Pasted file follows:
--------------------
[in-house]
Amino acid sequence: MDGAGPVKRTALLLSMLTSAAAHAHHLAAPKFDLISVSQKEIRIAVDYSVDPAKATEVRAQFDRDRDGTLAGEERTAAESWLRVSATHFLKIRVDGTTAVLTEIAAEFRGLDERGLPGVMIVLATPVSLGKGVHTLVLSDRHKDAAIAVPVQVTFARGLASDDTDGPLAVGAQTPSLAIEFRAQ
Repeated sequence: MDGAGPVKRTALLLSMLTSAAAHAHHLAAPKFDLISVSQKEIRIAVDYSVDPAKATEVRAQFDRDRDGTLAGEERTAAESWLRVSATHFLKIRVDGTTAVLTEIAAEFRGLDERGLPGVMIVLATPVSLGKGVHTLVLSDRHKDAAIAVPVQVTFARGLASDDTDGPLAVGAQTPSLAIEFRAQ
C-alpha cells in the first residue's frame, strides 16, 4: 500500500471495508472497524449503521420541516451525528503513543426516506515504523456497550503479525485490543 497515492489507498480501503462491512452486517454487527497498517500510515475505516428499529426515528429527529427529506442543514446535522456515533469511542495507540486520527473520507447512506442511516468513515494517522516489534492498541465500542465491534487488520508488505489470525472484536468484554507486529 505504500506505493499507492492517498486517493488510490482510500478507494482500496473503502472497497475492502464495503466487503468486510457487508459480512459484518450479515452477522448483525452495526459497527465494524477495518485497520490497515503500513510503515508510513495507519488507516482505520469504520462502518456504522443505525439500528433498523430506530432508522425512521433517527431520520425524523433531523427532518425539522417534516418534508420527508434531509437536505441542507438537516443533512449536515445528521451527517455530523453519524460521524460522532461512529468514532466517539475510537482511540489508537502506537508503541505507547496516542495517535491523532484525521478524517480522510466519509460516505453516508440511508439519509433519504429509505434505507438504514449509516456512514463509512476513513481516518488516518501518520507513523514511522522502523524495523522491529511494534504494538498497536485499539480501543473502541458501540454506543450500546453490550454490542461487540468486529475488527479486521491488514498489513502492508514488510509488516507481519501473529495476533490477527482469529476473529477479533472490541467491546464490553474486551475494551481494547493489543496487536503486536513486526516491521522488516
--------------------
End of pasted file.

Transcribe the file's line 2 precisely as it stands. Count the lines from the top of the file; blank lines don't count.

Amino acid sequence: MDGAGPVKRTALLLSMLTSAAAHAHHLAAPKFDLISVSQKEIRIAVDYSVDPAKATEVRAQFDRDRDGTLAGEERTAAESWLRVSATHFLKIRVDGTTAVLTEIAAEFRGLDERGLPGVMIVLATPVSLGKGVHTLVLSDRHKDAAIAVPVQVTFARGLASDDTDGPLAVGAQTPSLAIEFRAQ